The proportion of family income required to meet mortgage repayments decreased by 1.3% to 36.5% in NSW according to the March quarter edition of the Adelaide Bank/Real Estate Institute of Australia Housing Affordability Report.
Interestingly, first home buyers represent a more significant share of the state’s real estate market. Of the total number of Australian first home buyers that purchased during the March quarter, 24.6% were from New South Wales, according to the Adelaide Bank research.
First home buyers now comprise 22.4% of the state's owner-occupier market. Rental affordability declined for the quarter with an increase of 0.4%. 30.1% of income is now required to meet median rents.
The first home buyer hotspots in NSW remain more affordable Western and south-western suburbs of Sydney. Also, regional population growth hubs with excellent job prospects and diversified economies such as Tamworth, Bathurst, and Wagga Wagga will continue to appeal to first time buyers, said Angus Raine, Executive Chairman Raine & Horne.
Angus added, “I’m a huge advocate for regional growth hubs being part of the solution for Sydney’s affordability issues.”
To this end, a ‘mega-region’ stretching from Newcastle to Wollongong through Western Sydney could be a global economic powerhouse of 10 million people, linked together by fast rail, world-class industries, and significant trade points, has been proposed by think tank, The Committee for Sydney.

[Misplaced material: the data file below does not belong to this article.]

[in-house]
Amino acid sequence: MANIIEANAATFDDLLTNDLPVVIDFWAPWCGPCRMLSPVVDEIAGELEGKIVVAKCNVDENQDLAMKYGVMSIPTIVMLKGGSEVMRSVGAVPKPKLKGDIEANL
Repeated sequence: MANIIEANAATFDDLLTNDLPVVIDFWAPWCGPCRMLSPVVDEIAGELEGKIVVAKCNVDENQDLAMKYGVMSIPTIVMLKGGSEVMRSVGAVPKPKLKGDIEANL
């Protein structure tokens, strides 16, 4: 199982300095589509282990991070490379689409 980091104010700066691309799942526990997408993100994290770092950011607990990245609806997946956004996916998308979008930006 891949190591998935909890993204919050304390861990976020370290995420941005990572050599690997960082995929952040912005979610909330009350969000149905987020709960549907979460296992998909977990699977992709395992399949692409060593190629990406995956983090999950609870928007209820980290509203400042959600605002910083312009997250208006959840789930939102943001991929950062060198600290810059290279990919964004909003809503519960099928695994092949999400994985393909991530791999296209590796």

The advocacy group is calling for the establishment of a ‘mega-region,’ linking together the three cities in Greater Sydney with Newcastle, Wollongong and the Central Coast. The three metro cities include an Eastern City, the developing Central City and emerging Western City in and around the new airport.
The Committee for Sydney also want the NSW Government to consider introducing a network of one-hour or less heavy rail connections between cities within the mega-region and argues that building new housing across the rail corridor will help to take pressure off the market in Sydney. In fact. the study claims that an additional 40,000 dwellings could be built across NSW by opening land across rail corridors and found that with improved rail connections by 2036, this network could deliver over $75 billion of housing affordability improvements for Sydney.